Thai has words that are similar to collective nouns in English, but they involve more precise rules of usage, they exist for more commonplace words, and they apply to singular as well as plural nouns. You might never need to refer to a pride of lions, but – depending on the context – you do have to refer to a lăŋ of bâan (one house or two-plus houses), and I couldn’t tell you what a “lăŋ” actually is, except in reference to “house,” just as I couldn’t define a pride without referring to “lions.”

Phaasăa Thai yâak kwàa (Thai language is more difficult) every day,” I said to my teacher and her colleague as I was leaving, using the word for “more” (kwàa) that I’d just learned. They smiled politely and paused before my teacher said, “Almost correct. We use kwàa only when we compare two things at the same time. If we’re comparing the same thing at two different times, we use a different word. Have a nice weekend!”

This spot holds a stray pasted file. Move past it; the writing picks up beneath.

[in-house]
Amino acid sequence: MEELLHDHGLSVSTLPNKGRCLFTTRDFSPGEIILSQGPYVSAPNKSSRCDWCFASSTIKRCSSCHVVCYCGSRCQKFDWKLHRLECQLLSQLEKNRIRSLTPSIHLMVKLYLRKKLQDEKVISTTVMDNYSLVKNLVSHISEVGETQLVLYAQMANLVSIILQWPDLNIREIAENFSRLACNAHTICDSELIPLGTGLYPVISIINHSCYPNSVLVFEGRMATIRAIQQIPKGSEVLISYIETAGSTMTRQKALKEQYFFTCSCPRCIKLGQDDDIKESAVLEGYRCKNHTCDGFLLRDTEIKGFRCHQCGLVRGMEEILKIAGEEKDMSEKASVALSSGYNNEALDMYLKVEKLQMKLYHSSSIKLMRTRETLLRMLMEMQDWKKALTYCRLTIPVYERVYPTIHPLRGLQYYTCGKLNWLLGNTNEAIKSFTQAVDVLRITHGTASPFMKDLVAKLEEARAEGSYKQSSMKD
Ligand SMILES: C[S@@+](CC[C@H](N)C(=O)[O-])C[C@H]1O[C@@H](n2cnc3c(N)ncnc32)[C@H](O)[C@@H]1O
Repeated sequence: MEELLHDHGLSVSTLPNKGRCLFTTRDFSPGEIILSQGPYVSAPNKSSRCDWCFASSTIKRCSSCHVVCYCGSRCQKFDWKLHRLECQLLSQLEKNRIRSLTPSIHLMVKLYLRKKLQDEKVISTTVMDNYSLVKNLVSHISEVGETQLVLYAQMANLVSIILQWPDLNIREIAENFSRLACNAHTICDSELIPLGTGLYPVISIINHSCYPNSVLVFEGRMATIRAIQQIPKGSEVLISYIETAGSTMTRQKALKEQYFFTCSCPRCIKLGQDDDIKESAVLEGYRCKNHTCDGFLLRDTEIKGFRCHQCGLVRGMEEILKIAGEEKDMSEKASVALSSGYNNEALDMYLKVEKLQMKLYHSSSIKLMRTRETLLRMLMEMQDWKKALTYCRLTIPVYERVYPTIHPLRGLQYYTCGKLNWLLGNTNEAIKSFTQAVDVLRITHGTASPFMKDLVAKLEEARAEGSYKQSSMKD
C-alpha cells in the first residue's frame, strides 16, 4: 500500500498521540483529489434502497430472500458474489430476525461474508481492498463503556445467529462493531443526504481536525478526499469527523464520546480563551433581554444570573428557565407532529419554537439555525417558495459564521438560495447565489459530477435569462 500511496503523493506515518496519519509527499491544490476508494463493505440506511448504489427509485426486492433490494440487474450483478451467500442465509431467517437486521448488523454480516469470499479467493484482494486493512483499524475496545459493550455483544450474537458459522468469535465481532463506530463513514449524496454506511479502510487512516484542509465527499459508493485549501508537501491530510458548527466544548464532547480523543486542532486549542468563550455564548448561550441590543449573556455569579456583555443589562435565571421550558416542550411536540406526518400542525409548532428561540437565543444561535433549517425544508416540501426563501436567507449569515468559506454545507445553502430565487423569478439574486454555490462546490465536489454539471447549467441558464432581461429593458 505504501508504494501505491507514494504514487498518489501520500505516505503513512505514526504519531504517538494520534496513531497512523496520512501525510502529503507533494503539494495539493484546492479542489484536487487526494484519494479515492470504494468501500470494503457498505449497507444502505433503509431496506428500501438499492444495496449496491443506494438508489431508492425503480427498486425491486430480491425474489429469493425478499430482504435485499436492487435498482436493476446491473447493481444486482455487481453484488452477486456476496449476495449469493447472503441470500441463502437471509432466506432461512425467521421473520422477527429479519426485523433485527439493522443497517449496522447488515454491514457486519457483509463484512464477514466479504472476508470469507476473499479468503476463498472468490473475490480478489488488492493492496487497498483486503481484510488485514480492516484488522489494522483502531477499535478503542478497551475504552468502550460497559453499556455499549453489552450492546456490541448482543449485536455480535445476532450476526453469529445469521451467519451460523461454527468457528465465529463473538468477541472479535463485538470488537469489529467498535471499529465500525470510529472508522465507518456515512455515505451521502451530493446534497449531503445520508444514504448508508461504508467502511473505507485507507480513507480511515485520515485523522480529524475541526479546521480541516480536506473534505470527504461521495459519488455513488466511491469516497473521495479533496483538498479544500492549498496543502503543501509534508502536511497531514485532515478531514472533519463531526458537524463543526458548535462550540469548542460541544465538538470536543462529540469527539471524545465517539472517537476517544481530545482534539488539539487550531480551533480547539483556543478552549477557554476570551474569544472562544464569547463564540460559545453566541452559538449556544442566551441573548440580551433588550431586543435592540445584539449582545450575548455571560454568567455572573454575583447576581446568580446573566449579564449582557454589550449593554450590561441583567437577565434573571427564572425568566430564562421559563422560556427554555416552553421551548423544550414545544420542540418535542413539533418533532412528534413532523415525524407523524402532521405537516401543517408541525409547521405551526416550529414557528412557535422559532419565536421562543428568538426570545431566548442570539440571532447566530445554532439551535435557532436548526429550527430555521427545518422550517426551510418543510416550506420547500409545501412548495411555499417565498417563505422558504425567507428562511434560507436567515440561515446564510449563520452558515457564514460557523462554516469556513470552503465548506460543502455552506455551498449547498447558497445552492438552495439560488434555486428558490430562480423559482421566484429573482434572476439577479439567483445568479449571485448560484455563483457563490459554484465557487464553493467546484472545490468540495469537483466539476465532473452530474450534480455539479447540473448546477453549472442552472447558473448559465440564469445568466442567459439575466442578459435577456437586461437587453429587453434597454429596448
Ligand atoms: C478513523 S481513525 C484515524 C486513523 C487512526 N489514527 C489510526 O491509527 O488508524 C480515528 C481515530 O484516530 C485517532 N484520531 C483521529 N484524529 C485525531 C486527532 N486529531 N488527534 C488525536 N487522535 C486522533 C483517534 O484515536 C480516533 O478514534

Author: cohn17

Photographer and baker of macarons.

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